How to Paint Interior RV Walls
Looking to paint your RV’s interior, but don’t know where to start? We’ve outlined all the steps on how to paint the interior of your RV.
There are infinite reasons you may have decided that you have to paint your RV’s interior. Wanting to make your RV your own, a cozy place to call home, or to cover up an aging interior are all examples.
You might also be forced to paint if there was previous water damage that needs to be covered (after being repaired!).
If this is your first RV renovation, check out the expense report to see how much it costs to paint a 30′ trailer. The total includes paint for the walls, ceiling, and cabinets. Here is a breakdown of the amount of paint used for a 30′ trailer:
- 3 gallons of Gripper Primer or Kilz Adhesion Primer
- 4 gallons of white (Frost by Behr)
- 1 gallon of green (Pewter Green by Sherwin Williams)
- 1 gallon of black (Broadway by Behr)
Instructions for how to paint RV interior
Clear your RV walls
Remove any blinds, valances, or other items screwed to the walls. It’s easier to paint without having to cut around items on the walls.
Be sure to remove any wallpaper borders.
To remove RV wallpaper borders
- Use a heat gun and heat the border for easy removal
- Apply acetone to remove any remaining adhesive
Note: Do not try to remove the full wallpaper from the RV interior wall panels. It adheres really well, and you risk damaging the plywood.
Patch the walls
Fill in any old screw holes or dings with DAP wood filler.
If the surface is raised around the screw hole:
- Use a razor blade to scrape the raised material
- Apply the wood filler
- Once it’s dry, sand with 220 grit sandpaper.
You only need to sand areas of the walls you’ve patched—no need to sand the walls entirely.
Clean and degrease
Cleaning the surface of the walls is a critical step when painting your RV’s interior. You should use a high-quality solution to prevent bubbling, fish-eyeing, or other imperfections in the paint.
Use TSP and wipe down all the walls. You want to remove any oily residue to ensure proper paint adhesion.
Caulk the interior seams
If you have any small gaps along the ceiling and walls, use Dap Extreme Stretch Caulk to fill the gap. Wipe any excess off.
Important: Use a paintable caulk that has a lot of flexibility since campers flex while going down the road.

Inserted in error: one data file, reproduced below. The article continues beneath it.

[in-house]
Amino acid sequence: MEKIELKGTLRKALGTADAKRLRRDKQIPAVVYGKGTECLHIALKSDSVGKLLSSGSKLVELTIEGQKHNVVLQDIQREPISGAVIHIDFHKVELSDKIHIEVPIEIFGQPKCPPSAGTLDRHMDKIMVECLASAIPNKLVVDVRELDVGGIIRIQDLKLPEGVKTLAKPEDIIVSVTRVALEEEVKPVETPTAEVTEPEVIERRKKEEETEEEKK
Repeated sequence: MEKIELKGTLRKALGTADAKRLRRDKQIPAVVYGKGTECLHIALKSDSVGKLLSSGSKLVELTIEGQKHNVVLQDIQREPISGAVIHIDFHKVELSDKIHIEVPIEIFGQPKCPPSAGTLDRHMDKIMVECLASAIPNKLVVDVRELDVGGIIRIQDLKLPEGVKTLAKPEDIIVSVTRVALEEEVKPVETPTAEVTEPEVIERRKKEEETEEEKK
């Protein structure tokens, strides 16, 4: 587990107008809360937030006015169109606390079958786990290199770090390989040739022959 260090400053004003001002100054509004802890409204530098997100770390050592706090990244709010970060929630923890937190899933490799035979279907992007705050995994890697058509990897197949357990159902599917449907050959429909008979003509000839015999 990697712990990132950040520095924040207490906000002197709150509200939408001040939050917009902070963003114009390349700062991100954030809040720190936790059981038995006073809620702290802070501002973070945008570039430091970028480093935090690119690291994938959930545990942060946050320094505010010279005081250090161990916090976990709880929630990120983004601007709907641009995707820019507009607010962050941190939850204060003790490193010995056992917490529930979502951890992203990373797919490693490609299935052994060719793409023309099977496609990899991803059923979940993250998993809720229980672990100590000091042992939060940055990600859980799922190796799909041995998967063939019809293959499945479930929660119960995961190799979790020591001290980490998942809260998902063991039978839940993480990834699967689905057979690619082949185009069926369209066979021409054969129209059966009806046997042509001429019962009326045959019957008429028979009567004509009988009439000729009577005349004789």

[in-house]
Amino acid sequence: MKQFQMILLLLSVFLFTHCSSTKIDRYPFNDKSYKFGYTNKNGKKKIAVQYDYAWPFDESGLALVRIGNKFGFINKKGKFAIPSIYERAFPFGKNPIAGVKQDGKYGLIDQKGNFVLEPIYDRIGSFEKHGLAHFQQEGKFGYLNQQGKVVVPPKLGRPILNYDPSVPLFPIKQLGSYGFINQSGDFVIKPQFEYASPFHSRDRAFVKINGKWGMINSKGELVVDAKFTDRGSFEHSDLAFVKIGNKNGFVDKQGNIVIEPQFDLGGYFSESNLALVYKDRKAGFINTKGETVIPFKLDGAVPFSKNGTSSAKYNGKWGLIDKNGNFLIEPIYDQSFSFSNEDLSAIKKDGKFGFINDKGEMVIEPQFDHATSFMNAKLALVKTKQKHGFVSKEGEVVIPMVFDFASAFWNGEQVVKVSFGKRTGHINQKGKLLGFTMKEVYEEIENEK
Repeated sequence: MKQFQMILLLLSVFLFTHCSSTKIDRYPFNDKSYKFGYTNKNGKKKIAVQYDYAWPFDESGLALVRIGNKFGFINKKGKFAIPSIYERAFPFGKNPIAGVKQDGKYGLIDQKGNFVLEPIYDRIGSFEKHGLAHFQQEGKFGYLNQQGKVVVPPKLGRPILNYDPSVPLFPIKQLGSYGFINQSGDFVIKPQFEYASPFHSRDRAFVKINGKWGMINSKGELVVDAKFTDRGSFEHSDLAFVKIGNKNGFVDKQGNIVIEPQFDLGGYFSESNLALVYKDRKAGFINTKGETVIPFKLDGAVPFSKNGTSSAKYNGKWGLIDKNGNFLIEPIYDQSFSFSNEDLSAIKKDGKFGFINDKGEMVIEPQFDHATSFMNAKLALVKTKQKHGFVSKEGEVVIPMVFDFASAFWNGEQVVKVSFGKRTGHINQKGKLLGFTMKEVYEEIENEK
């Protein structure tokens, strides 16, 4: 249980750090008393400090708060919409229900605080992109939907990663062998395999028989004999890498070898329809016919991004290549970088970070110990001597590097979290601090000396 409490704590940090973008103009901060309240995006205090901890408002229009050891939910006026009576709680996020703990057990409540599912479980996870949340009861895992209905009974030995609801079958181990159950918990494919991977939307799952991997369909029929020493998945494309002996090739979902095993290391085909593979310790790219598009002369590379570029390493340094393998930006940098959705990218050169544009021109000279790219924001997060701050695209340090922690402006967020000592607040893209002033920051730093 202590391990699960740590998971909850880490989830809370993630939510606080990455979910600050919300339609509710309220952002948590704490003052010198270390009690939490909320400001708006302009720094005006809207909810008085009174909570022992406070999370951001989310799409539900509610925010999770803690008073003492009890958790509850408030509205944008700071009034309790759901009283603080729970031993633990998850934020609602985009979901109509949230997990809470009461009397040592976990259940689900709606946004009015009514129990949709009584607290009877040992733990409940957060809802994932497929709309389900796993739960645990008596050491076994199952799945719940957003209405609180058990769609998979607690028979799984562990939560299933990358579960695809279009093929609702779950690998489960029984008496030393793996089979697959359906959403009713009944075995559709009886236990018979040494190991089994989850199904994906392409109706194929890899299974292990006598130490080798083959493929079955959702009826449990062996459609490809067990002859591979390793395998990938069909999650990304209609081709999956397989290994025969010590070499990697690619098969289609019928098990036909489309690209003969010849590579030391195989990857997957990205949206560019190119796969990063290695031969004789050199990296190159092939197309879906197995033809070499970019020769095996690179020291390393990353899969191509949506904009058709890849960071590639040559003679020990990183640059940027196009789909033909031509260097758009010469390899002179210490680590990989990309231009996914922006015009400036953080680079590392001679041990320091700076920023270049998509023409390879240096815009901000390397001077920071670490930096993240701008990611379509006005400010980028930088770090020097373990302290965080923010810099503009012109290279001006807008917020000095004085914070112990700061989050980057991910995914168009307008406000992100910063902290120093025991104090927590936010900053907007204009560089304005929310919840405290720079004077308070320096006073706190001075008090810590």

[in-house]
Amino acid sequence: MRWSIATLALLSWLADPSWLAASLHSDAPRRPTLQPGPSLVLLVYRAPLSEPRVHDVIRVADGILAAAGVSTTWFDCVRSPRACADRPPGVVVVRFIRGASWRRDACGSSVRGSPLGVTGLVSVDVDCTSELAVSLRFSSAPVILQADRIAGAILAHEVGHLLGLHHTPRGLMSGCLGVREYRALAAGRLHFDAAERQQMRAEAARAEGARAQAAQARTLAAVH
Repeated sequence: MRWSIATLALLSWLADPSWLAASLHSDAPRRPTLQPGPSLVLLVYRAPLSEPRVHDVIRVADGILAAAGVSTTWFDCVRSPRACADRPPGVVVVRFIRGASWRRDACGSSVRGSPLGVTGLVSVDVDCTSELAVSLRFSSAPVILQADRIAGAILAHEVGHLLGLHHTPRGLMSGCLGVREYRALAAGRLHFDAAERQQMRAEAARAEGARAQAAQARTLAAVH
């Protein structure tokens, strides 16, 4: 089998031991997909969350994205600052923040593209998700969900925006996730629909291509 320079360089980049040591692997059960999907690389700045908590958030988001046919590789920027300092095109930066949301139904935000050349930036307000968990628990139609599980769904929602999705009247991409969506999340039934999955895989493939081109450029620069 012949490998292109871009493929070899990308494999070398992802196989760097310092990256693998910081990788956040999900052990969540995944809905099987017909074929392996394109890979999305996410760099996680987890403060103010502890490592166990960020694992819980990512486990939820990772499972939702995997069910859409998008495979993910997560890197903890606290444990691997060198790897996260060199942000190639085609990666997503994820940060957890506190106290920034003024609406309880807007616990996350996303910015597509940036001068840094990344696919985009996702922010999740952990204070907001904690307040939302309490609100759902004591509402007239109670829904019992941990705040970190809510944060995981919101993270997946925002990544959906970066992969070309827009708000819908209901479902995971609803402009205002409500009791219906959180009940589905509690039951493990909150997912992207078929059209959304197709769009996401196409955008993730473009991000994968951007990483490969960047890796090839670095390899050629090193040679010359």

Just like when painting the RV’s exterior, you should caulk to any seams or gaps to ensure a clean finish and keep your RV sealed.
Tape or mask off any areas
With Frogtape painters tape, tape off any areas that you don’t want to get paint on like:
- Light switches
- Window frames
- Console panels
You can also use 3M masking film to mask off larger areas.
Note: Are you team blue or green? I recommend Frogtape because it gives you cleaner edges with little to no paint bleed.
Apply 1-2 coats of primer on all the walls that you will be applying color.
Once everything is primed, go through and putty any missed holes and caulk any visible gaps. You want to make sure all caulking is done before painting because a lot of caulk brands will yellow with UV exposure.
Plan your RV renovation accordingly – you need to wait 24-48 hours before applying your first coat of paint.
Important: Do not skip priming! This step is important so that your paint doesn’t flake or scratch off in time.
After waiting at least 24 hours after priming, it’s time to paint your RV interior.
Let your first coat of paint dry for about 24-48 hours, then apply a second coat in the same manner. Again, wait 24-48 hours, and once the second coat is dry, be sure to lightly sand and wipe down between the coats.
Tips for getting the best finish when painting RV walls
- Get good quality paint. At least an eggshell or satin finish is recommended.
- Use a brush to get in the corners of the walls and use 3/8″ nap rollers to apply most of the paint. You could also use a paint spray for a flawless finish. If you opt for a sprayer, we recommend the Graco Magnum paint sprayer.
- To hide any brush strokes, roller marks, or even to get a spray finish smooth as glass, it’s highly recommended to use Flood Floetrol. Mix 8oz in 1 gallon of paint.
RV interior paint recommendations:
Remove any painter’s tape and put everything back on the walls.
Be careful with the freshly painted walls for about 2 weeks. They take a while to fully cure and have a durable finish.
More RV Renovation Ideas
After painting your RV walls, you may be on a roll with your RV renovations. Luckily, Happy Glamper Co is an expert in all things DIY RV renovation and has tons of guides to help with your next project.
Not prepared to put the RV valances back up? Upgrade your RV window treatments with DIY curtains.
Love the look of shiplap but not the price tag? Try this $1 Sharpie Shiplap for a timeless look.
Ready to tackle your RV cabinets? Check out this complete guide for painting RV cabinets.